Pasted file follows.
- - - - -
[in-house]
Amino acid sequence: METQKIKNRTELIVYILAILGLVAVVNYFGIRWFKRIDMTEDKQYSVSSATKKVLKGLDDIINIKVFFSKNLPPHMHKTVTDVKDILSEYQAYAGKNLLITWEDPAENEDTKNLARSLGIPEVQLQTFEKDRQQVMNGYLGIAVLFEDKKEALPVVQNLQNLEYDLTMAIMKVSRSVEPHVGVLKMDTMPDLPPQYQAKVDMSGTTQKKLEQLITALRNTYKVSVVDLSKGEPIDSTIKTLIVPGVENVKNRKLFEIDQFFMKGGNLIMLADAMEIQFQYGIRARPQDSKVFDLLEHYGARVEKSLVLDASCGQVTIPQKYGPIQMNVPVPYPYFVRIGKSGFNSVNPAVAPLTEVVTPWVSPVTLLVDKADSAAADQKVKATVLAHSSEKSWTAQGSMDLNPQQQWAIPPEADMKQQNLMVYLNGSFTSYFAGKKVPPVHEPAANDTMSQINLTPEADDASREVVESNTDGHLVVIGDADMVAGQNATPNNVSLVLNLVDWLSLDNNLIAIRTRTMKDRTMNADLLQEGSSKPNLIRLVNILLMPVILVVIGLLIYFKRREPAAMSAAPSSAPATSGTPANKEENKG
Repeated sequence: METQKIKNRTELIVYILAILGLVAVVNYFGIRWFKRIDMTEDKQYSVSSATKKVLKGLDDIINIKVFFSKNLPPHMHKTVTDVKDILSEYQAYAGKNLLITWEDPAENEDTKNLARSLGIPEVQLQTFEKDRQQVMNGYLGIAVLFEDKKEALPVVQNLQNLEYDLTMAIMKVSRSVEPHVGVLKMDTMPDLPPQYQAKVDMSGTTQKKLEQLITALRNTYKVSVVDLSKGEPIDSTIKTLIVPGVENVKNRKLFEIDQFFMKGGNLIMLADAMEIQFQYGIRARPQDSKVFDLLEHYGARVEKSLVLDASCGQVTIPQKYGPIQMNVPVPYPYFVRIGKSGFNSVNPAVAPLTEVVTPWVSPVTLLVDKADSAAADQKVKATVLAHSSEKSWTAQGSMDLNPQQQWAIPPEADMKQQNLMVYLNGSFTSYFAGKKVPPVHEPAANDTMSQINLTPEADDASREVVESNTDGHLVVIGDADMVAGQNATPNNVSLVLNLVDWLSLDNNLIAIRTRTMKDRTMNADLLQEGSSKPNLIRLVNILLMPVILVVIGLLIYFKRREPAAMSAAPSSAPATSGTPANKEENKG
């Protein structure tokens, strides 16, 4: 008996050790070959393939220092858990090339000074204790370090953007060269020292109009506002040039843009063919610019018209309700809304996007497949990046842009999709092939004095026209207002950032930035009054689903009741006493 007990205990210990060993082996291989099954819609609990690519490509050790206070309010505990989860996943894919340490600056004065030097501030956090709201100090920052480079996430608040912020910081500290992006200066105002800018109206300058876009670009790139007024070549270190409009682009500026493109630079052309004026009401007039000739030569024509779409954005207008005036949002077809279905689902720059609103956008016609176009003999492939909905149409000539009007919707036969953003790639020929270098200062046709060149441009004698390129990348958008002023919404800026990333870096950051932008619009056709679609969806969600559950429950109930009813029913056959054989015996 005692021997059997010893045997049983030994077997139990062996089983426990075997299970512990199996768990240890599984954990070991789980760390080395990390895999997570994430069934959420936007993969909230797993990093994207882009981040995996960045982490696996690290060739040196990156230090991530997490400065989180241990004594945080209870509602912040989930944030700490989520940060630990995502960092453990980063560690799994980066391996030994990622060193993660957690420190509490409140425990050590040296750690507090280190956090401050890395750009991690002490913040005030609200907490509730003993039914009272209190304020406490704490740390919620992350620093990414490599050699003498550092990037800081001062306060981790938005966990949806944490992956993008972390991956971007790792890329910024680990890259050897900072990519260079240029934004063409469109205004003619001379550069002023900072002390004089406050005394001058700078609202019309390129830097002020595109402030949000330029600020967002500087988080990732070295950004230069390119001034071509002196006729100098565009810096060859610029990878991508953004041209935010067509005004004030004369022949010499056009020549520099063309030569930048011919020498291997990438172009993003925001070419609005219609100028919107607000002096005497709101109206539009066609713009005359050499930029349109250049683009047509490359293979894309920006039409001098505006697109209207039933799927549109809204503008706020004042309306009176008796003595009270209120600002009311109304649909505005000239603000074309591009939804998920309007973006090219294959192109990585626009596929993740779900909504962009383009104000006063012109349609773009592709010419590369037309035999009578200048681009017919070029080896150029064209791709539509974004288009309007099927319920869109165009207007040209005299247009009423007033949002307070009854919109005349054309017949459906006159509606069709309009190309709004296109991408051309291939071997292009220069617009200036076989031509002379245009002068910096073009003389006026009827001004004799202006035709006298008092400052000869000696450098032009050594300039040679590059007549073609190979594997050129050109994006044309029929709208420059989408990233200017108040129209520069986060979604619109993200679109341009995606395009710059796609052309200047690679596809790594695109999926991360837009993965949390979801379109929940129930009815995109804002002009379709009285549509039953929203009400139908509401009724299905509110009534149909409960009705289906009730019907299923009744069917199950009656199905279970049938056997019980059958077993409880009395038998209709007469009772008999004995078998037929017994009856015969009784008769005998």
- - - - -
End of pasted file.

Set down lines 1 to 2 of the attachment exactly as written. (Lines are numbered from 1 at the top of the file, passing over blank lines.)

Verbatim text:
[in-house]
Amino acid sequence: METQKIKNRTELIVYILAILGLVAVVNYFGIRWFKRIDMTEDKQYSVSSATKKVLKGLDDIINIKVFFSKNLPPHMHKTVTDVKDILSEYQAYAGKNLLITWEDPAENEDTKNLARSLGIPEVQLQTFEKDRQQVMNGYLGIAVLFEDKKEALPVVQNLQNLEYDLTMAIMKVSRSVEPHVGVLKMDTMPDLPPQYQAKVDMSGTTQKKLEQLITALRNTYKVSVVDLSKGEPIDSTIKTLIVPGVENVKNRKLFEIDQFFMKGGNLIMLADAMEIQFQYGIRARPQDSKVFDLLEHYGARVEKSLVLDASCGQVTIPQKYGPIQMNVPVPYPYFVRIGKSGFNSVNPAVAPLTEVVTPWVSPVTLLVDKADSAAADQKVKATVLAHSSEKSWTAQGSMDLNPQQQWAIPPEADMKQQNLMVYLNGSFTSYFAGKKVPPVHEPAANDTMSQINLTPEADDASREVVESNTDGHLVVIGDADMVAGQNATPNNVSLVLNLVDWLSLDNNLIAIRTRTMKDRTMNADLLQEGSSKPNLIRLVNILLMPVILVVIGLLIYFKRREPAAMSAAPSSAPATSGTPANKEENKG